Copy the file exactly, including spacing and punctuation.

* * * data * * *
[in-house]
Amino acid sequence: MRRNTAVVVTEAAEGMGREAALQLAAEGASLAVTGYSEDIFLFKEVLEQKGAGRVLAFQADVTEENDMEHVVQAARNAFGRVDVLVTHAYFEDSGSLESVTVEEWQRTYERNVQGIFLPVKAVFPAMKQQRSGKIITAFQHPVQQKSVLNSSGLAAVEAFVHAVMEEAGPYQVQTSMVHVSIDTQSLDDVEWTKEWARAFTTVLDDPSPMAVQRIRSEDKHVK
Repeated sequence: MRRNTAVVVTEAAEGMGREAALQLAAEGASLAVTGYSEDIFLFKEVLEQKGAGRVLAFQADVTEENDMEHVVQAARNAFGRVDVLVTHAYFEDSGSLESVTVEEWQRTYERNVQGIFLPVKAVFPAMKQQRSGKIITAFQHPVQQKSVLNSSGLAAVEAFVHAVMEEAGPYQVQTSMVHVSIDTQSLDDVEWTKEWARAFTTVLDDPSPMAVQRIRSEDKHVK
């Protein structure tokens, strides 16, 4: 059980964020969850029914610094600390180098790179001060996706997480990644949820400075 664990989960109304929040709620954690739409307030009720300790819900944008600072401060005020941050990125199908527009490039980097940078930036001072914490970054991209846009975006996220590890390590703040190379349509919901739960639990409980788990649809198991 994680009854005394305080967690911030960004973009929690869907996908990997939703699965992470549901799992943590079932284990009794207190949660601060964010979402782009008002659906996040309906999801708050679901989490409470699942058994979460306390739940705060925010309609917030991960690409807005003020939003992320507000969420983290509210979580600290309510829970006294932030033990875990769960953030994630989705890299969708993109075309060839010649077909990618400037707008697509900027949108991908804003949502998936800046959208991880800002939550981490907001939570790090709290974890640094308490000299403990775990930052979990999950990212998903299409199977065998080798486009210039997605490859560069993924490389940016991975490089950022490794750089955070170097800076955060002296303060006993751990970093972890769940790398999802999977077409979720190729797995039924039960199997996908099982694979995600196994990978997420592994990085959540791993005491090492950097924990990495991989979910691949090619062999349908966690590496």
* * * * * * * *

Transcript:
[in-house]
Amino acid sequence: MRRNTAVVVTEAAEGMGREAALQLAAEGASLAVTGYSEDIFLFKEVLEQKGAGRVLAFQADVTEENDMEHVVQAARNAFGRVDVLVTHAYFEDSGSLESVTVEEWQRTYERNVQGIFLPVKAVFPAMKQQRSGKIITAFQHPVQQKSVLNSSGLAAVEAFVHAVMEEAGPYQVQTSMVHVSIDTQSLDDVEWTKEWARAFTTVLDDPSPMAVQRIRSEDKHVK
Repeated sequence: MRRNTAVVVTEAAEGMGREAALQLAAEGASLAVTGYSEDIFLFKEVLEQKGAGRVLAFQADVTEENDMEHVVQAARNAFGRVDVLVTHAYFEDSGSLESVTVEEWQRTYERNVQGIFLPVKAVFPAMKQQRSGKIITAFQHPVQQKSVLNSSGLAAVEAFVHAVMEEAGPYQVQTSMVHVSIDTQSLDDVEWTKEWARAFTTVLDDPSPMAVQRIRSEDKHVK
């Protein structure tokens, strides 16, 4: 059980964020969850029914610094600390180098790179001060996706997480990644949820400075 664990989960109304929040709620954690739409307030009720300790819900944008600072401060005020941050990125199908527009490039980097940078930036001072914490970054991209846009975006996220590890390590703040190379349509919901739960639990409980788990649809198991 994680009854005394305080967690911030960004973009929690869907996908990997939703699965992470549901799992943590079932284990009794207190949660601060964010979402782009008002659906996040309906999801708050679901989490409470699942058994979460306390739940705060925010309609917030991960690409807005003020939003992320507000969420983290509210979580600290309510829970006294932030033990875990769960953030994630989705890299969708993109075309060839010649077909990618400037707008697509900027949108991908804003949502998936800046959208991880800002939550981490907001939570790090709290974890640094308490000299403990775990930052979990999950990212998903299409199977065998080798486009210039997605490859560069993924490389940016991975490089950022490794750089955070170097800076955060002296303060006993751990970093972890769940790398999802999977077409979720190729797995039924039960199997996908099982694979995600196994990978997420592994990085959540791993005491090492950097924990990495991989979910691949090619062999349908966690590496």